Connie Willis was giving a solo presentation, Non-Formula Plotting. Again, this was geared towards writers and aspiring authors, but I enjoyed her novel Blackout so much, I figured listening to her chat for an hour would be a treat. She did not disappoint. She pointed out some basic plot frames that are used again and again, successfully. The man in a hole plot is usually a big draw. People love to see or read about a person digging themselves out of a hole – usually metaphorical. Even if you don’t care for the main character, you like to watch the struggle of the person trying to regain financial stability, power, life, etc. The other plot frame that I remember her talking about extensively was the try, fail, try, fail, try, succeed story line. She then went on to discuss how to modify these slightly, with either failing at the end, or succeeding in a way that made the whole mess worse. All in all, it was an entertaining and insightful hour.

Darynda Jones, Mario Acevedo, David Lee Summers, T. Jackson King, & Doug Beason
Darynda Jones, Mario Acevedo, David Lee Summers, T. Jackson King, & Doug Beason

I was waiting around for the art auction to announce whose silent bids won, and that wasn’t scheduled to happen until 3PM. So, I popped into the second half of another panel, What If Humans Never Go Into Space Again? This one was moderated by David Lee Summers with Mario Acevedo, Doug Beason, Darynda Jones, and T. Jackson King joining him. I walked in at the point where they were discussing how the travel industry and thrill seekers will propel humans into space (at least a vacation station) if world governments do not. Several on the panel made the point that as the world becomes more and more crowded, more and more eyes will turn towards the stars. I kind of wish I had caught all of this panel, but with the hour & half co-guest of honor presentation off setting the two main tracks, it was hard to jump back and forth catching all of a presentation.

Once this was over, I still had a half hour to kill, so I went to the afternoon auction. We could hear all the fun they were having through the floating wall. I sat near the back, where I could see one of the doors to the art show room. It was interesting to see the variety of items that had been donated for the auction. If I am reading the pamphlet right, these items were either for personal benefit or donated to Bubonicon to raise funds for next year. Of course there were plenty of books, some art donated by show artists, movies, Star Wars ice cube tray, even some VHS movies. Most people paid with cash on the spot. I think the highest item I saw was $40 or $50. Once I saw a line starting to form for the art show, I headed out there.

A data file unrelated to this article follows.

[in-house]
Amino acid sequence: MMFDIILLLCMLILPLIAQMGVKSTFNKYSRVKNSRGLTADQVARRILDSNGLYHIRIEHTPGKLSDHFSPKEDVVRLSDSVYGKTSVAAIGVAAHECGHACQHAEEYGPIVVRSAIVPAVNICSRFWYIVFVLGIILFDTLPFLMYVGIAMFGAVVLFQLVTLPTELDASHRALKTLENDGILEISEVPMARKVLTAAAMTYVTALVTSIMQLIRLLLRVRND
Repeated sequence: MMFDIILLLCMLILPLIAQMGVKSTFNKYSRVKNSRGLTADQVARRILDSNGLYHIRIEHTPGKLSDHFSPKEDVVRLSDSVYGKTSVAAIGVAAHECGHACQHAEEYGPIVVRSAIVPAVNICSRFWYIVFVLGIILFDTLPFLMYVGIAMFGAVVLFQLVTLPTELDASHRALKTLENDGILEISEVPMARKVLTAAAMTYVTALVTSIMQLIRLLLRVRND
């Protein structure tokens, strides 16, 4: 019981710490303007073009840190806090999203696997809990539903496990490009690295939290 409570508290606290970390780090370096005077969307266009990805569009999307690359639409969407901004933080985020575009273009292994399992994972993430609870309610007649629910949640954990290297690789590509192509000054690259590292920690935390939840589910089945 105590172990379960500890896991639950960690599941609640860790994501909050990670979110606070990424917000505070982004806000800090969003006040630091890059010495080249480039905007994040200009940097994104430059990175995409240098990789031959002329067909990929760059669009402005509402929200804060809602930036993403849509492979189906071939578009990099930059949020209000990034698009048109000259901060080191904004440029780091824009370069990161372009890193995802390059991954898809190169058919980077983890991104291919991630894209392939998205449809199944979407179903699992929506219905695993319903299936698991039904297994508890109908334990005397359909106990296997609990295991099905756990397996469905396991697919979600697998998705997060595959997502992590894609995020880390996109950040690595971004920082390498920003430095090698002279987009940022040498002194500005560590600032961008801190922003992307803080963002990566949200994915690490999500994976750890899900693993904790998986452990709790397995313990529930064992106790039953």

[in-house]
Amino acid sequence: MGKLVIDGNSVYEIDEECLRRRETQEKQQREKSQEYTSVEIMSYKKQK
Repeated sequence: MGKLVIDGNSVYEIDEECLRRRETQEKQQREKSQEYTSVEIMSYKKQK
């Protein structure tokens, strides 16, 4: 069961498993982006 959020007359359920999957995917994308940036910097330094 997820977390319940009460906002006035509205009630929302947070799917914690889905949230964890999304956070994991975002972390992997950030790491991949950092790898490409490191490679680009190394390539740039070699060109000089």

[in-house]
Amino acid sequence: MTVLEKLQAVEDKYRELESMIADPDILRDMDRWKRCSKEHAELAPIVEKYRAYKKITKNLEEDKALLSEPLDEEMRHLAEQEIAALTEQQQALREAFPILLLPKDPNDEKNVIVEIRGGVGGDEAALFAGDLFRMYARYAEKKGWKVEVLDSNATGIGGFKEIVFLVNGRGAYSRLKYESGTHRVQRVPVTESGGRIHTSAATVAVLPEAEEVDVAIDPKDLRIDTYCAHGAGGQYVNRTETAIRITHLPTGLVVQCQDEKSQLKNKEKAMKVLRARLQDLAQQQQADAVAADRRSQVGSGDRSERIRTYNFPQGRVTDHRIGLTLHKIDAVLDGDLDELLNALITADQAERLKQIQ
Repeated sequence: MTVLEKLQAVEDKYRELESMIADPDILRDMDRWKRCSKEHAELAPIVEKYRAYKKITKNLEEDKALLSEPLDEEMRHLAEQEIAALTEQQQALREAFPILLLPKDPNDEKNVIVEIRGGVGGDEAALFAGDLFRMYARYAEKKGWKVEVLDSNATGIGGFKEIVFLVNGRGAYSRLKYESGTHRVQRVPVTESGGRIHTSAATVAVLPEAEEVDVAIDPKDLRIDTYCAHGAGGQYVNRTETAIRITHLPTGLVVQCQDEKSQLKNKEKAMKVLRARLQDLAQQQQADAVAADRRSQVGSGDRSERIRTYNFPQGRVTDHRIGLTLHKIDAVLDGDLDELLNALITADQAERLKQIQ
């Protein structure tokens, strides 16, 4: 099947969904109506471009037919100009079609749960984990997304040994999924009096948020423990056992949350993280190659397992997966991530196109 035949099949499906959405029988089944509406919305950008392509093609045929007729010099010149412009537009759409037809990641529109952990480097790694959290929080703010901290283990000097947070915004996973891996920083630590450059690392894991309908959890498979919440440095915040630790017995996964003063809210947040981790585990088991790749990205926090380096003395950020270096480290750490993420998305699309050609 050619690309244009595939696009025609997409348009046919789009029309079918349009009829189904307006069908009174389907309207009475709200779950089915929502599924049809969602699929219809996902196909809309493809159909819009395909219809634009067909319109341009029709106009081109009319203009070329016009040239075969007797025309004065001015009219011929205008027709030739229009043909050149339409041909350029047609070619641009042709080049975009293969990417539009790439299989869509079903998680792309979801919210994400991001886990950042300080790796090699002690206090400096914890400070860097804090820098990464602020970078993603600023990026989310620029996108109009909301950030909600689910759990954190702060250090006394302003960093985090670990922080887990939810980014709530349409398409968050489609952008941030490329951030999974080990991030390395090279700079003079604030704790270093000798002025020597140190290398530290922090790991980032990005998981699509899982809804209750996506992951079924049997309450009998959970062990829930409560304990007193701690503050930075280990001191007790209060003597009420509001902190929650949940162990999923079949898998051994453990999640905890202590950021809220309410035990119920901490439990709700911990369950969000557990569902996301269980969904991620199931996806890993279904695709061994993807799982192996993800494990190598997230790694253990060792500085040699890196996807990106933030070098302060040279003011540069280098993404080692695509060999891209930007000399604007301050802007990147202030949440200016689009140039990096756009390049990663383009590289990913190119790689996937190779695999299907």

We waited. We waited some more. It was past 3PM when they came out with a handwritten list of all the bidders (by number) who won something. However, they repeated again and again that it was a very rough list and to check inside. I waited some more. Finally, about 330, they started letting folks in, but only 2 at a time, to pick up their items and pay for them. I was only 8 or 10 people back, so I was finally done about 410, not having won anything in the art show. Still, I had a great time.

My Favorite Moments: The autograph session, the Ty Franck & Daniel Abraham talk, with writer workshop put on by Diana Gabaldon, the co-guest of honor presentation.

Who Will I Be Stalking: Well, there were several new-to-me authors that caught my eye such as Diana Rowland, T. Jackson King, Susan Krinard, Jane Lindskold, Tim Powers, and Sam Sykes.

Next year I would like to attend the costume contest for fun. I saw several Saturday afternoon and wish I had taken photos. I loved staying at the Marriott where the convention was held as I kept bumping into authors here and there. If I do the art show next year (meaning more than look), I think I will do the quick sale instead of bidding. I could have either been enjoying another panel, the dealers room, or on my way home instead of standing around for just over an hour to learn that I had not won anything. At any rate, the art show is always fascinating to look at.

Sigh…. only 51.5 more weeks until the next Bubonicon.

Bubonicon 2013 Friday

Bubonicon 2013 Saturday